U.S. House Set to Make Significant Cuts in Science Funding for FY 2011
Shortly after the President rolled out the FY 2012 budget, the U.S. House began consideration of H.R. 1, a continuing resolution (CR) that would fund the federal government for the current fiscal year that began on October 1, 2010 and runs through September 30, 2011. According to House Appropriations Committee Chair Hal Rogers, the CR “represents the largest reduction in non-security discretionary spending in the history of the nation,” cutting more than $100 billion from the President’s FY 2011 budget request.
Last week, Appropriations subcommittees were asked to identify cuts in their respective areas. The Commerce, Justice, Science Subcommittee identified $827.5 million in potential cuts to NSF, including almost $551 million from the "Research and Related Activities" line. The Labor, HHS, Education Appropriations Subcommittee identified $1.6 billion in cuts for NIH, including a “general reduction to 2008 levels.”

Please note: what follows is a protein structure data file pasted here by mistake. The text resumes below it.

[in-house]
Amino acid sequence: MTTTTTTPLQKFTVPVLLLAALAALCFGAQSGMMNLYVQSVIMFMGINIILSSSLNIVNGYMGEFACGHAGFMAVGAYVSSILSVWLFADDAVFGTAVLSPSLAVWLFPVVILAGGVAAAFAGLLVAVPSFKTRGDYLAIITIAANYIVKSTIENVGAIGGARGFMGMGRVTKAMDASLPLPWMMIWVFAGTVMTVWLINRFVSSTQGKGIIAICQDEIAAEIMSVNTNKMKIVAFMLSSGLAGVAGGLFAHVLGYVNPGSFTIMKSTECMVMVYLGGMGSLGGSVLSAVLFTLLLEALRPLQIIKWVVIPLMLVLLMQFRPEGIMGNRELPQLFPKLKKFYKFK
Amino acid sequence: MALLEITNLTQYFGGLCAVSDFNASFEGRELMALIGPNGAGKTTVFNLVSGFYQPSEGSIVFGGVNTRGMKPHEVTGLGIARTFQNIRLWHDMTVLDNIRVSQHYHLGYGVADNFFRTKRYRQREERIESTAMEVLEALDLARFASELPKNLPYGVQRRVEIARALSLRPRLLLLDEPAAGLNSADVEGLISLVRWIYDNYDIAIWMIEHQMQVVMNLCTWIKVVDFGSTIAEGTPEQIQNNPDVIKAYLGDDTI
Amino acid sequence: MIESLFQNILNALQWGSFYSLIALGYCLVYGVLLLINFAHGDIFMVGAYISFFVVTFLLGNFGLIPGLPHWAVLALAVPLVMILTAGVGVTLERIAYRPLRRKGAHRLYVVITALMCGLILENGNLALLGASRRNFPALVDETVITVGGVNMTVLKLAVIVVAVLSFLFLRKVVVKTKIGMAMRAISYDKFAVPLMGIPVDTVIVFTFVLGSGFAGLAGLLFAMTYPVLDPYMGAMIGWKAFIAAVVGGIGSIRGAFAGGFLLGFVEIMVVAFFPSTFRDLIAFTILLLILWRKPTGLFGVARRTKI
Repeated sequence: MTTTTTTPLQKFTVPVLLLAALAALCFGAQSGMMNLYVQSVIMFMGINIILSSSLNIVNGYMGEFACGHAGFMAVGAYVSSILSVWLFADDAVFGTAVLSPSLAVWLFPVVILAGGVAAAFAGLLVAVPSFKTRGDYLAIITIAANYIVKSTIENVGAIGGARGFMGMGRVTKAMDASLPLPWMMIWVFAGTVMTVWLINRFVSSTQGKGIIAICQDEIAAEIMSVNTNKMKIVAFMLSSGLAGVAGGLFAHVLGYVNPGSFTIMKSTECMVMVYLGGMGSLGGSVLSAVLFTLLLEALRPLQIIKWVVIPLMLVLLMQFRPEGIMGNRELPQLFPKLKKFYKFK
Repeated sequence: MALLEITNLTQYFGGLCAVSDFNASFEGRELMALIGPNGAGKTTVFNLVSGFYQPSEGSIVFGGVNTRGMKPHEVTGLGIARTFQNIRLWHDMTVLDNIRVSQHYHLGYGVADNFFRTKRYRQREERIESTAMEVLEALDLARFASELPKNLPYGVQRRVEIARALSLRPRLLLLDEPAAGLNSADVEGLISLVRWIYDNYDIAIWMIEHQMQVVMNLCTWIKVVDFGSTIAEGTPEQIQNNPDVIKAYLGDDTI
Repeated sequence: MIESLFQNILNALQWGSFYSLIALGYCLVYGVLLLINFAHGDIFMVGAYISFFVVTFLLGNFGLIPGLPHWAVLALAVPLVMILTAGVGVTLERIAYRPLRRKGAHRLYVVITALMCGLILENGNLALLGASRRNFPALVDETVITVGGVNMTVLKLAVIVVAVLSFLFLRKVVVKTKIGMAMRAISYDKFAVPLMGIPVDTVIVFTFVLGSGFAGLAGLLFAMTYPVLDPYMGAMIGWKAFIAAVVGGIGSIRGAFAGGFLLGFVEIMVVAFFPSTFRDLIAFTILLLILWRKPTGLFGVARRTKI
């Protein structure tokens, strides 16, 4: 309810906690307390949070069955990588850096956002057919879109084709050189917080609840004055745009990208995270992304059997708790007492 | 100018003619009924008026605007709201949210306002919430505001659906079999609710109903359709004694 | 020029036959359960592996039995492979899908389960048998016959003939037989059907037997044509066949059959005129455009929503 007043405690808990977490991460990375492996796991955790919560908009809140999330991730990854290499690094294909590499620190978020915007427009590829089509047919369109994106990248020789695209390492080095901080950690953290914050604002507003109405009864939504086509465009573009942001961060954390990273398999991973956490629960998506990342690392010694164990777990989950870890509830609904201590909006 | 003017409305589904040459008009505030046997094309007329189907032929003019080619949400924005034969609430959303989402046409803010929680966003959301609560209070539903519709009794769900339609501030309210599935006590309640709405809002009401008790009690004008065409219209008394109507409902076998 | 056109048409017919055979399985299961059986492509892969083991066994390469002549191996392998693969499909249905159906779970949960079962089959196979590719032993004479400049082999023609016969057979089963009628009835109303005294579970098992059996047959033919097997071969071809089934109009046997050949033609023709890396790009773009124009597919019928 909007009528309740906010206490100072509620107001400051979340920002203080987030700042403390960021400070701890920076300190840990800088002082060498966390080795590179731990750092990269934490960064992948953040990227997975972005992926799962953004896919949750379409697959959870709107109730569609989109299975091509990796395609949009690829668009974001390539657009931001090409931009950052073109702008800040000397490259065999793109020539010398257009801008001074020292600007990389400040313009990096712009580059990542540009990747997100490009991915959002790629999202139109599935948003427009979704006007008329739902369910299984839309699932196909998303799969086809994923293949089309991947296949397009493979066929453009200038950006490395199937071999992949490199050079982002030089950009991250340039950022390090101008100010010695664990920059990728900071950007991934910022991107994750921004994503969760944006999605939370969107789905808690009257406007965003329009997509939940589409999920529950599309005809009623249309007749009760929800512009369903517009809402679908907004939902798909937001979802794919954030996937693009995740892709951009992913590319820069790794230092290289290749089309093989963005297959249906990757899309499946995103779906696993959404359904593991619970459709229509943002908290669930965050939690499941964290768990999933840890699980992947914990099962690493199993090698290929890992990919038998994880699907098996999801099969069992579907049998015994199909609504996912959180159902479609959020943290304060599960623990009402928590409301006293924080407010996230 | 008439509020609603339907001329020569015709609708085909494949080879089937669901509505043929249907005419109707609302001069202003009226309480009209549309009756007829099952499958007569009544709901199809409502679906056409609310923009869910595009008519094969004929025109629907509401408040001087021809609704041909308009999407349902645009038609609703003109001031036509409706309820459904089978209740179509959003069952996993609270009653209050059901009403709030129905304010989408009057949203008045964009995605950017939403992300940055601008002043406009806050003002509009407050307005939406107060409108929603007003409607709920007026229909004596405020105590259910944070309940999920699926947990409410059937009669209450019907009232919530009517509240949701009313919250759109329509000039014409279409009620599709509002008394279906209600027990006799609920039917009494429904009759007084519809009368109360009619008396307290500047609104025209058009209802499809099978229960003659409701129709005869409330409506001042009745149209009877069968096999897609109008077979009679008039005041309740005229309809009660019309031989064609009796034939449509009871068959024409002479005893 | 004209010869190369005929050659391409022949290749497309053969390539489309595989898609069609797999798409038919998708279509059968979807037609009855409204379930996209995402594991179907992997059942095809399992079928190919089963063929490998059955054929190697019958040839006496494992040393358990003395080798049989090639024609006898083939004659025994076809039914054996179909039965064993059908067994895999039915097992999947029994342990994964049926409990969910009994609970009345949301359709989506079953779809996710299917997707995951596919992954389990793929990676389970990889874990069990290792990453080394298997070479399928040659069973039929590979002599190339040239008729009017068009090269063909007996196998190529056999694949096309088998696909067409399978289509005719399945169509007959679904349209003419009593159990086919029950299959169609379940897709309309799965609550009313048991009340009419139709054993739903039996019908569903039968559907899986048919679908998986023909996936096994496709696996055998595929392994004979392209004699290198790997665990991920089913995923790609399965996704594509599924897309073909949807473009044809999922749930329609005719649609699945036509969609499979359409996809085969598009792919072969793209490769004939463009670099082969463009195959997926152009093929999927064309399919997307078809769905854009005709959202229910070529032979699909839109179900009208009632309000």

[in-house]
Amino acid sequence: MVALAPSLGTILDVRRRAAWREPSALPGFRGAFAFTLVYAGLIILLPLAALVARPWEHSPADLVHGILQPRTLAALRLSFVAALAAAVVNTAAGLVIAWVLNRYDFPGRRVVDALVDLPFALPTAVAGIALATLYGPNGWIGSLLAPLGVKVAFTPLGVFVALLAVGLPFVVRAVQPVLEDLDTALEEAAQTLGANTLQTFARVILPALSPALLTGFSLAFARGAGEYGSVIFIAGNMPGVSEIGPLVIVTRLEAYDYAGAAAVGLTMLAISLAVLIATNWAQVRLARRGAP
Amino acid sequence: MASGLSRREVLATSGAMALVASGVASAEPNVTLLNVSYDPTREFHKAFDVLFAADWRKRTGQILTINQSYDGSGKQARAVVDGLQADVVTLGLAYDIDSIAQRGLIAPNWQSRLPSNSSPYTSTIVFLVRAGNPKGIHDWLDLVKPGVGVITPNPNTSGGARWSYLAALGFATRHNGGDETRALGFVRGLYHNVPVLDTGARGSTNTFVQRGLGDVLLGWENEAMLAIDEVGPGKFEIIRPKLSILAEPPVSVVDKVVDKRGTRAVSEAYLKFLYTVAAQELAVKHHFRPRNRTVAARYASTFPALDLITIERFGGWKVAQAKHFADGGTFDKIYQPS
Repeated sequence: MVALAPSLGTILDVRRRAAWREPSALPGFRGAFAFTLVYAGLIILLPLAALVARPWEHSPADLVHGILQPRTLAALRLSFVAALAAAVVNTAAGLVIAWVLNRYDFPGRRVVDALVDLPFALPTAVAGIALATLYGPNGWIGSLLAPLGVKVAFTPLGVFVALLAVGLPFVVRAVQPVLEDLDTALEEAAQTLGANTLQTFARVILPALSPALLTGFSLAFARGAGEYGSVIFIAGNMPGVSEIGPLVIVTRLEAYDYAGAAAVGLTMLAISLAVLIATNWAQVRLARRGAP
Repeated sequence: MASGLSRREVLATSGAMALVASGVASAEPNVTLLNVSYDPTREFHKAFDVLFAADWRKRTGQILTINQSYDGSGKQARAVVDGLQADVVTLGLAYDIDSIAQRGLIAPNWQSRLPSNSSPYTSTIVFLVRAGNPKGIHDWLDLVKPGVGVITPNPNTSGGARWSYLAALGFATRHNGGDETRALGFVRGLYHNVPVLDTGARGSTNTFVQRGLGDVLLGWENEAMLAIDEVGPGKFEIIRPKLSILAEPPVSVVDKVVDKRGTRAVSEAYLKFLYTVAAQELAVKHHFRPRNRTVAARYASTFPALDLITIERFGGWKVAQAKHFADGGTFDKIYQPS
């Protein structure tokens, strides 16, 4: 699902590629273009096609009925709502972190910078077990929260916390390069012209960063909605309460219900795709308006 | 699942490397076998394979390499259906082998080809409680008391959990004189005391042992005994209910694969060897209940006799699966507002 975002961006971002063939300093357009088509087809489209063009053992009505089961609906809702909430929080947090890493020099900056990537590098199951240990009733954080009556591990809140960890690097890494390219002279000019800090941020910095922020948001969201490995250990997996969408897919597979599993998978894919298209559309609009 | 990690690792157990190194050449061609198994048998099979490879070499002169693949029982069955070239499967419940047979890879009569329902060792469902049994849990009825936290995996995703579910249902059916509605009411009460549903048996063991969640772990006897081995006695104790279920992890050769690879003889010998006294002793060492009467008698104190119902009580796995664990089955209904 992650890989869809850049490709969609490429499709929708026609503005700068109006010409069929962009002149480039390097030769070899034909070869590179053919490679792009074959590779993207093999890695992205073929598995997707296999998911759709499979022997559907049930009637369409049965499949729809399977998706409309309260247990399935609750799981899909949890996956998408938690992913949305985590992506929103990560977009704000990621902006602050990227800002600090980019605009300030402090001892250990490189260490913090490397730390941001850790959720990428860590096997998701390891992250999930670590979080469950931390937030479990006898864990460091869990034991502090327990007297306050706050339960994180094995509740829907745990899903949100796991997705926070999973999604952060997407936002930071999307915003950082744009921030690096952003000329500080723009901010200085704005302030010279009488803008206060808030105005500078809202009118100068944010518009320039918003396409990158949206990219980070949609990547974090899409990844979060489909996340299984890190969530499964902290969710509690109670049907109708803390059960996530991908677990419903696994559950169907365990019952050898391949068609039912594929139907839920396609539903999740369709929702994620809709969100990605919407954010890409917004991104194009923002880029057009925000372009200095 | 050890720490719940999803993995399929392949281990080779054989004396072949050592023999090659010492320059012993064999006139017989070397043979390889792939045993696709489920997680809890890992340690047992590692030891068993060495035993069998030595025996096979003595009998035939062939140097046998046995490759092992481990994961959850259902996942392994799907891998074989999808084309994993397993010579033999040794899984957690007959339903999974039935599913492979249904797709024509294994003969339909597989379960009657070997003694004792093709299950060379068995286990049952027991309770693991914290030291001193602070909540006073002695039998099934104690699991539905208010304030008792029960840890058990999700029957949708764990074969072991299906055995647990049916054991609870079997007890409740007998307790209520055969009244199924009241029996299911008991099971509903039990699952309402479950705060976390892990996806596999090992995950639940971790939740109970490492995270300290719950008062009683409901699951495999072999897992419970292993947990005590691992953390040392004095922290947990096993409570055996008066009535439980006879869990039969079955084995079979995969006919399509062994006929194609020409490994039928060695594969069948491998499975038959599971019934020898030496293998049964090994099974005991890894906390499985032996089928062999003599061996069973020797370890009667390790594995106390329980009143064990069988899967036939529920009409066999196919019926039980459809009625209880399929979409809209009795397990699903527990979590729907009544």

In a statement released on the day the CR was brought to the House floor, the Chairman said: “…this CR is only the first of many Appropriations bills this year that will significantly trim federal spending” and urged his colleagues to “move this CR, avoid a government shutdown, and get these spending cuts passed by the Congress and signed by the President.”
As Congress debated H.R. 1, the President released a “Statement of Administration Policy” which stated that “the Administration strongly opposes House passage of H.R. 1.…” The statement went on to say: “If the President is presented with a bill that undermines critical priorities or national security through funding levels or restrictions, contains earmarks, or curtails the drivers of long-term economic growth and job creation while continuing to burden future generations with deficits, the President will veto the bill.”